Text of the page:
> > classmates and I would have been as completely
> > turned off as most students have been  
> > during the past 40+ years. The contrast in the
> > geometry book is even more stark.
> >
> > I stand by my claim: the Dolciani books
> > institutionalized the excessive formalism and
> > abstractions of the SMSG new math, and they  
> > demolished the traditional college preparatory
> > curriculum in the U.S.
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Re: Junk Algebra 1 Doorstops

Michael Paul Goldenberg
No, Dom, I can't. You Have these doorstops (or are you just whining based on the authors' names and/or tables of contents and/or indexes?)

You have the marvelous magic books of yore. I bought one of the latter at your recommendation. But you refused to do a topic by topic analysis with the list, the only reason I bought the book to begin with (FOUNDATIONS OF ADVANCED MATHEMATICS by Kline, Oesterle and Wilson, 1959 ed ). It wasn't a total waste of effort and money, however: yesterday I checked the index of this revered tome for the word "proof." Imagine my shock and dismay at not finding it anywhere!  I guess it's just a lighter doorstop or maybe a paperweight. Cost me a little more than I would normally pay for one and it's not very attractive. Maybe if I read the table of contents there will be magic?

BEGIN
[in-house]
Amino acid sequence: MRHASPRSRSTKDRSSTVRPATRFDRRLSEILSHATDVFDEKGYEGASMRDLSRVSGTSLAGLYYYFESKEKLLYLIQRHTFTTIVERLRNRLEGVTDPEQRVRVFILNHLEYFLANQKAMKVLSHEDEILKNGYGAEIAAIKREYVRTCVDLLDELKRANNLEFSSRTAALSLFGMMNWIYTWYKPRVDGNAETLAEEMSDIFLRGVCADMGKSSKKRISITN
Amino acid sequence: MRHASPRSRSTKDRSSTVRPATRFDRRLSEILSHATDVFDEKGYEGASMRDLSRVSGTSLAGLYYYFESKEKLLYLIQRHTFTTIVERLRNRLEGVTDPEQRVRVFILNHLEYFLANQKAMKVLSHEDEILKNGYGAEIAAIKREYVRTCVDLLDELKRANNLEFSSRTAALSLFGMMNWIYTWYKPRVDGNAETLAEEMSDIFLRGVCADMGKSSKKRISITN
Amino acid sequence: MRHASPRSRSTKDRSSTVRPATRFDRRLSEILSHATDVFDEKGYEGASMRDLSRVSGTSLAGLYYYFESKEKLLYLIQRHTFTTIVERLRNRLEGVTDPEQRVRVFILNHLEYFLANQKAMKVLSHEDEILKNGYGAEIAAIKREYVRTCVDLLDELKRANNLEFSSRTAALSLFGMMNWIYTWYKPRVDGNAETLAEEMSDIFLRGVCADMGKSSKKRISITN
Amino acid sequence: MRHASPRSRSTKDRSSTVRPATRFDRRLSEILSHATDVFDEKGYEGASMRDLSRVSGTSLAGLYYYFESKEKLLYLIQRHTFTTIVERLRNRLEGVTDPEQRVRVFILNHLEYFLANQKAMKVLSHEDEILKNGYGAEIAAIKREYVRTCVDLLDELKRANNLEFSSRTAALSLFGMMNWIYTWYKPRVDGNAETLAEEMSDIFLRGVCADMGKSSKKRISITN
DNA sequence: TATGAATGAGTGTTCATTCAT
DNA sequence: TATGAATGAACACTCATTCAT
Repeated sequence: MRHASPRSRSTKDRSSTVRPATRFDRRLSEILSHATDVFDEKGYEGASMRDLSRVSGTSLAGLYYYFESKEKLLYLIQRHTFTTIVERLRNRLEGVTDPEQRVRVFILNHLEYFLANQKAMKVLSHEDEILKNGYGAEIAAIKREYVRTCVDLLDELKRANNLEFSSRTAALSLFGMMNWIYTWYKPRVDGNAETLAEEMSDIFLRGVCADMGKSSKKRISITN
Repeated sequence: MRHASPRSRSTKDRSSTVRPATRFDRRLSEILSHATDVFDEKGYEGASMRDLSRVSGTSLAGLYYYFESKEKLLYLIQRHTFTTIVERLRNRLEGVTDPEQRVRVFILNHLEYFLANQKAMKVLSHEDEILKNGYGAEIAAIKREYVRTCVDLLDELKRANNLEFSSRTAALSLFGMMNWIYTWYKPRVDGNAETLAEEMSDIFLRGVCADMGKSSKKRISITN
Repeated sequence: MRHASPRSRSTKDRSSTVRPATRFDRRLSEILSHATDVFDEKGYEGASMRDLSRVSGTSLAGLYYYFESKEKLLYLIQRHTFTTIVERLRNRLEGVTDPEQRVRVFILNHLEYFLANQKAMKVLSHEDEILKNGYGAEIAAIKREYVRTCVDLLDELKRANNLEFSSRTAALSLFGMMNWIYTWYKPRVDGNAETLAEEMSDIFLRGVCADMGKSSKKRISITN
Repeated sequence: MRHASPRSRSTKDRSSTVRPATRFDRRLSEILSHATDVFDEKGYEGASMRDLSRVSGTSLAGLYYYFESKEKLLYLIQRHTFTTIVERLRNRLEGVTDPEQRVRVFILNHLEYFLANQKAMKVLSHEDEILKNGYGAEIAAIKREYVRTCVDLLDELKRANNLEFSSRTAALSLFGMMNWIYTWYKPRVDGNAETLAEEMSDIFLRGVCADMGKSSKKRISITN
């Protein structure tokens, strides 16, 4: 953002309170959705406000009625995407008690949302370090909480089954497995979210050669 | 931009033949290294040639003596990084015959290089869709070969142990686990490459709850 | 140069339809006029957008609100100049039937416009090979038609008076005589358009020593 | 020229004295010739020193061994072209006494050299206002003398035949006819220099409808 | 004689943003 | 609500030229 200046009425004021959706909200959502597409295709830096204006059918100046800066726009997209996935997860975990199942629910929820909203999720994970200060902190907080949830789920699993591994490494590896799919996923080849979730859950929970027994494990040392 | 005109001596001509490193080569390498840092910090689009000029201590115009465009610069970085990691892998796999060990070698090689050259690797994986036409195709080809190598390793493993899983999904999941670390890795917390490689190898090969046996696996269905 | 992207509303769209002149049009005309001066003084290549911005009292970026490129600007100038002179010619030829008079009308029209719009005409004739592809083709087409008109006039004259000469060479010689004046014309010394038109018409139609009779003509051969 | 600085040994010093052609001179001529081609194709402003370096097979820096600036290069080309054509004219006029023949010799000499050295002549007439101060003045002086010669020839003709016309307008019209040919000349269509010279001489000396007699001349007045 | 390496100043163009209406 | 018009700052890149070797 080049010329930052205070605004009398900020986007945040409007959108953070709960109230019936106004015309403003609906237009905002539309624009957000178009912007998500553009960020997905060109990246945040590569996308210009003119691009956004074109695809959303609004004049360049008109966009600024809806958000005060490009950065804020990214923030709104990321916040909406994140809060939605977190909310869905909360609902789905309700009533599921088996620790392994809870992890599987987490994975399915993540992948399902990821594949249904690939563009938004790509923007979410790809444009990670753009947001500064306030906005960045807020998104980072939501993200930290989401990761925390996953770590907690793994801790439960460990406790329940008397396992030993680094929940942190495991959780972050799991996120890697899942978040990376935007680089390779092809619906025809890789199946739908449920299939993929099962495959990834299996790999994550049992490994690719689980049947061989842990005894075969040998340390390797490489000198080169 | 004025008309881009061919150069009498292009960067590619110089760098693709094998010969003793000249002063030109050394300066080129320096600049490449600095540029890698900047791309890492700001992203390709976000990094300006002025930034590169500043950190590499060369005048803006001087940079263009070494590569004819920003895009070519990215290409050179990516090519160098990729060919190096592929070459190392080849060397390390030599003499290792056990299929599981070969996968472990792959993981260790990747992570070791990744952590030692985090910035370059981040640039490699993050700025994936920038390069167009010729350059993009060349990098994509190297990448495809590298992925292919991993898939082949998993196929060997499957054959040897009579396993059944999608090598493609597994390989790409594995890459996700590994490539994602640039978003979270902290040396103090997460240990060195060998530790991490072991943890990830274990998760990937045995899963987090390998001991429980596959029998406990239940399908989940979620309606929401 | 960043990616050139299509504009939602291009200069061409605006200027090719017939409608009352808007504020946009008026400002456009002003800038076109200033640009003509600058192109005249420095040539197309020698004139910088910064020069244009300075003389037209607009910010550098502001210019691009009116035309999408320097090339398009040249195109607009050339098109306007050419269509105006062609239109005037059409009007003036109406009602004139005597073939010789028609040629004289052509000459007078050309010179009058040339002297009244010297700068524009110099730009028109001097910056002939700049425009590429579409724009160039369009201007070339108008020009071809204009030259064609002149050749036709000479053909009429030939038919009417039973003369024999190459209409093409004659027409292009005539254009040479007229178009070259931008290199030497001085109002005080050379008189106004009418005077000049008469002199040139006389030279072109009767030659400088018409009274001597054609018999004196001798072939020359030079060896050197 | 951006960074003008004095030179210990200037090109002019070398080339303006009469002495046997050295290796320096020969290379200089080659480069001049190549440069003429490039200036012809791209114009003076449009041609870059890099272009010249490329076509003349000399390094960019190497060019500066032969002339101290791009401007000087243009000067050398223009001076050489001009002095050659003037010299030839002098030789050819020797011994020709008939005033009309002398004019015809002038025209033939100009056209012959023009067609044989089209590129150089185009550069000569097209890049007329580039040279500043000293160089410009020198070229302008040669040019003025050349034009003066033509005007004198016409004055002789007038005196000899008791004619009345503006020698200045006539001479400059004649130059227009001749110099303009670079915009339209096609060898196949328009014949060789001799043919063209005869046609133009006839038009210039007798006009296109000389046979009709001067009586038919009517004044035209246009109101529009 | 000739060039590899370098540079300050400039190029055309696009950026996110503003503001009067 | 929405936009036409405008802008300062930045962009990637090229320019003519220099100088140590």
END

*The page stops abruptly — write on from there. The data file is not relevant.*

Michael Paul Goldenberg
6655 Jackson Rd #136
Ann Arbor, MI 48103
734 644-0975 (c)
734 786-8425 (h)
"Oh, bother," said Pooh, as he chambered another round.

- -----Original Message-----
From: Domenico Rosa <[hidden email]>

Date: Wed, 16 Apr 2008 20:40:50
To:[hidden email]
Subject: Re: Junk Algebra 1 Doorstops


Mike, I don't know how to break it to you, but you can actually examine and compare these books on your own, just as I did.

On 16 Apr 2008, MPG wrote:
>
> Dom, I don't know how to break it to you, but a list
> of topics doesn't tell us a thing about the books
> other than what the authors most generally included
> or didn't. The table of contents doesn't tell  
> us how well a topic that's included is covered.
...

> > ... my son's so-called honors precalculus class was  
> > using, in part, Dolciani's "Modern Introductory